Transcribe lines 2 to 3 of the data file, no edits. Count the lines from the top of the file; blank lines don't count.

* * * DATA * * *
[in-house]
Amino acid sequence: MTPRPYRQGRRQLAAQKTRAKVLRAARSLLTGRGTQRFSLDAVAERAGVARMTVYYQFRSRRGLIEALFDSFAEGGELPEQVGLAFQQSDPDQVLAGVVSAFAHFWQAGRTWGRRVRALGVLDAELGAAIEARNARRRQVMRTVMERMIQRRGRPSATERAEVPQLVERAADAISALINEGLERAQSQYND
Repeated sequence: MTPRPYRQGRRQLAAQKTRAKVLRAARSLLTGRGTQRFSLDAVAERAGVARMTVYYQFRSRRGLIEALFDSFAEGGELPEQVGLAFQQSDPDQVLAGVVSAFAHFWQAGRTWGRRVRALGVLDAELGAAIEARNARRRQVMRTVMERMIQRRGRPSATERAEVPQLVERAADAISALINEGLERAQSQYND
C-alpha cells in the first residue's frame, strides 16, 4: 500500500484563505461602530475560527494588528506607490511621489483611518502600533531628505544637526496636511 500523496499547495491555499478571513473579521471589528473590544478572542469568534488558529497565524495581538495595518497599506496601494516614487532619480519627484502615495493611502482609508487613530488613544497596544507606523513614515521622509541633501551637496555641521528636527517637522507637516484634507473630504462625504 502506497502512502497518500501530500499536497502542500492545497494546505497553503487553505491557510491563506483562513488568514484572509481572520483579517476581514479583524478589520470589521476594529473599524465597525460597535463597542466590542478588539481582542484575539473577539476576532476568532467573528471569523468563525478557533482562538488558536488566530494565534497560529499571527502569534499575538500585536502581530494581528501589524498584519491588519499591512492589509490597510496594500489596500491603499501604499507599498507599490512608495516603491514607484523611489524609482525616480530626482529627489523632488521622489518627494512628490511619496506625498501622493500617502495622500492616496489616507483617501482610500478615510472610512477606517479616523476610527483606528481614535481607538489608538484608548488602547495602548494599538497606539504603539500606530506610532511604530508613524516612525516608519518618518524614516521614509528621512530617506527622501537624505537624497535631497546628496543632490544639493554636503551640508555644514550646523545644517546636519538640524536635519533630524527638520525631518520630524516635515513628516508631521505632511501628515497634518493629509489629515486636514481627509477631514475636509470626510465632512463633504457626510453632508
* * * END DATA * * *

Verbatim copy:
Amino acid sequence: MTPRPYRQGRRQLAAQKTRAKVLRAARSLLTGRGTQRFSLDAVAERAGVARMTVYYQFRSRRGLIEALFDSFAEGGELPEQVGLAFQQSDPDQVLAGVVSAFAHFWQAGRTWGRRVRALGVLDAELGAAIEARNARRRQVMRTVMERMIQRRGRPSATERAEVPQLVERAADAISALINEGLERAQSQYND
Repeated sequence: MTPRPYRQGRRQLAAQKTRAKVLRAARSLLTGRGTQRFSLDAVAERAGVARMTVYYQFRSRRGLIEALFDSFAEGGELPEQVGLAFQQSDPDQVLAGVVSAFAHFWQAGRTWGRRVRALGVLDAELGAAIEARNARRRQVMRTVMERMIQRRGRPSATERAEVPQLVERAADAISALINEGLERAQSQYND